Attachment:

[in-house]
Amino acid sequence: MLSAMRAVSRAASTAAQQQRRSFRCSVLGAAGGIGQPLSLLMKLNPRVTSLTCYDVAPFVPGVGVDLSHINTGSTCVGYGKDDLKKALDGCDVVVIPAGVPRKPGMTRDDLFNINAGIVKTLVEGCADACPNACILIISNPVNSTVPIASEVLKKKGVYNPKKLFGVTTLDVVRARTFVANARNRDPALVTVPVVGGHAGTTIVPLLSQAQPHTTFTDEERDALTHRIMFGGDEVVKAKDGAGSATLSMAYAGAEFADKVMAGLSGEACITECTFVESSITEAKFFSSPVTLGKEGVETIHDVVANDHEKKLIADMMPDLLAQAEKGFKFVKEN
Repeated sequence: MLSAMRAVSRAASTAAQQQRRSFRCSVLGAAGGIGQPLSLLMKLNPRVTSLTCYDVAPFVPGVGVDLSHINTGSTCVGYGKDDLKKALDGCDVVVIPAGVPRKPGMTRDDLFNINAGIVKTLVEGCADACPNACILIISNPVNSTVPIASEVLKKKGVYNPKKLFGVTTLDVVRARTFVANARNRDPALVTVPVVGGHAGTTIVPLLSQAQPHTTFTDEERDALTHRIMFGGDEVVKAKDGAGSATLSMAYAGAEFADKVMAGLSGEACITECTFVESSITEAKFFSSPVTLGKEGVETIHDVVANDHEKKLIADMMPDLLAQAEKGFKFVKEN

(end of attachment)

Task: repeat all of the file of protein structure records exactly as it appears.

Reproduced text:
[in-house]
Amino acid sequence: MLSAMRAVSRAASTAAQQQRRSFRCSVLGAAGGIGQPLSLLMKLNPRVTSLTCYDVAPFVPGVGVDLSHINTGSTCVGYGKDDLKKALDGCDVVVIPAGVPRKPGMTRDDLFNINAGIVKTLVEGCADACPNACILIISNPVNSTVPIASEVLKKKGVYNPKKLFGVTTLDVVRARTFVANARNRDPALVTVPVVGGHAGTTIVPLLSQAQPHTTFTDEERDALTHRIMFGGDEVVKAKDGAGSATLSMAYAGAEFADKVMAGLSGEACITECTFVESSITEAKFFSSPVTLGKEGVETIHDVVANDHEKKLIADMMPDLLAQAEKGFKFVKEN
Repeated sequence: MLSAMRAVSRAASTAAQQQRRSFRCSVLGAAGGIGQPLSLLMKLNPRVTSLTCYDVAPFVPGVGVDLSHINTGSTCVGYGKDDLKKALDGCDVVVIPAGVPRKPGMTRDDLFNINAGIVKTLVEGCADACPNACILIISNPVNSTVPIASEVLKKKGVYNPKKLFGVTTLDVVRARTFVANARNRDPALVTVPVVGGHAGTTIVPLLSQAQPHTTFTDEERDALTHRIMFGGDEVVKAKDGAGSATLSMAYAGAEFADKVMAGLSGEACITECTFVESSITEAKFFSSPVTLGKEGVETIHDVVANDHEKKLIADMMPDLLAQAEKGFKFVKEN